My wife and I have been taken aback by the overwhelming sense of loss we feel over our miscarriage. We’re cut to the core, even though we never came to know this child’s personality, uniqueness or physical characteristics. Is our anguish normal?
Caroline: Yes, it is normal. In fact, we know from personal experience exactly what you are going through. We can’t take away your pain, but maybe hearing about our recent miscarriage will help you heal from yours.
January was a hard month for us and our children. Emma loves her three brothers dearly, but she is longing for a sister. She has been praying daily for a baby girl for two years. After much discussion and prayer, Tom and I asked the Lord to bless us with baby No. 5, if that was his will. Even our older boys had begun praying in earnest for a sibling. You can imagine the rejoicing, especially by Emma, when we announced to the kids after Christmas that we were expecting.
Our joy soon turned to sorrow when we suffered our first-ever miscarriage. Tom and I were grieved, but what we dreaded most was telling the children. Friends told us not to hide our grief from them. So, with tears, we shared the bad news. They were shocked, disappointed and very sad. Why would God let this happen? It was hardest on our oldest. On the anniversary of Roe v. Wade, one day later, it hit him: “People kill their babies, but we really wanted ours! Why did our baby have to die?”
Tom: I had a strong feeling at Mass that the baby was a girl, so we’ve named her Clare, after Clare of Assisi, one of our family’s favorite saints. We felt so blessed by the kind words, e-mails and prayers of dear friends, many of whom have suffered through the same thing — some more than once. Like my son, I’ve often wondered what God is up to.
We told the kids — and we believe it, too — that God has a plan for our lives, that he wants the very best for us, and somehow this too is a part of his mysterious design. We may never fully understand it in this life, but Jesus promised it: “I have come that you may have life and have it to the fullest” (John 10:10).
Caroline: My sister told me that the sorrow would come and go and hit me unexpectedly, now and then. I thought I was doing just fine after a week or so, but when I stepped back into my ob-gyn’s office for some follow-up blood work, I teared up all over again. I realized later that it was one week to the day, down to the hour, when we had received the definitive sonogram results. I wasn’t aware of that fact, consciously.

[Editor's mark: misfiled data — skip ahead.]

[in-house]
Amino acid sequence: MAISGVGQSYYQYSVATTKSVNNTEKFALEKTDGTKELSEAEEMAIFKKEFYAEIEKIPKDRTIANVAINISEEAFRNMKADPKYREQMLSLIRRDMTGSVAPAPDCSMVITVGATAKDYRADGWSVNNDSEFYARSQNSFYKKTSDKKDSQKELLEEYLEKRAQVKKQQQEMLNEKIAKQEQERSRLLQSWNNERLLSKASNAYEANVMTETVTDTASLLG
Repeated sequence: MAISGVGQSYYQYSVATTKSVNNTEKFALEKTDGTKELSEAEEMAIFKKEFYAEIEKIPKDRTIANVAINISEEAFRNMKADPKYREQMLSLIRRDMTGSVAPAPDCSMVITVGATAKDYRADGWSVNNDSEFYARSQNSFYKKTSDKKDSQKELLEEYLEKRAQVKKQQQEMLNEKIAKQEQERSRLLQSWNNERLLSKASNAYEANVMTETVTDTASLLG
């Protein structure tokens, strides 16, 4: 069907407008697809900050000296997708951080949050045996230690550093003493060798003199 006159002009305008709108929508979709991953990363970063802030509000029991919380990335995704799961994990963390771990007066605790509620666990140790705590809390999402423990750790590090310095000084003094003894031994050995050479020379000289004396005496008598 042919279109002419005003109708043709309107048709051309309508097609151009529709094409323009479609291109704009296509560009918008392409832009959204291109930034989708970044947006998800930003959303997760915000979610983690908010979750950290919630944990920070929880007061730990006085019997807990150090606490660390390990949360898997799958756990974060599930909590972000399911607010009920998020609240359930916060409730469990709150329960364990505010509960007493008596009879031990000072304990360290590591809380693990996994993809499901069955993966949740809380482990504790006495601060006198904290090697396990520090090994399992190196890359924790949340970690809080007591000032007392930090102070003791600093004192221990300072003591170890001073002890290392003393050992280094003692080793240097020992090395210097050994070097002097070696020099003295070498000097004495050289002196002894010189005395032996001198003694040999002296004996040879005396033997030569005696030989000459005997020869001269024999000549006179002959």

Although it’s been less than a month, I can see that good has come out of the situation. First, Tom and I are both so grateful for the children we have! It has magnified for us the blessing of each human life. They truly are gifts from the Lord, and they ultimately belong to him. I’ve been holding my little John Paul more than ever. He may be our last baby, and I want to enjoy each precious moment with him.
Second, the children know they have a powerful intercessor in heaven. St. Thérèse of Lisieux, the Little Flower, wrote that she was always conscious of her little brothers and sisters who went before her and was sure of their prayers. So we’ve all been asking for the prayers of Little Clare, and there have been times when we have really felt the good effects of her intercession. Emma knows that she does have a sister and that they will meet someday. I smile when I think of Clare up there with her two cousins, who were also miscarried.
Finally, my children learned invaluable pro-life lessons. There was no doubt in their minds that I was carrying a baby.
They laid hands on my middle and prayed for her every night. They were sure that life began at conception, and I pray that clarity remains with them their whole lives.
We also pray for all families suffering the uniquely private loss of miscarriage. Know that you are not alone. (You may want to check out the Life & Loss Institute at LifeAndLossInstitute.com for resources and support.)
The McDonalds are family-life coordinators for the Archdiocese of Mobile, Alabama.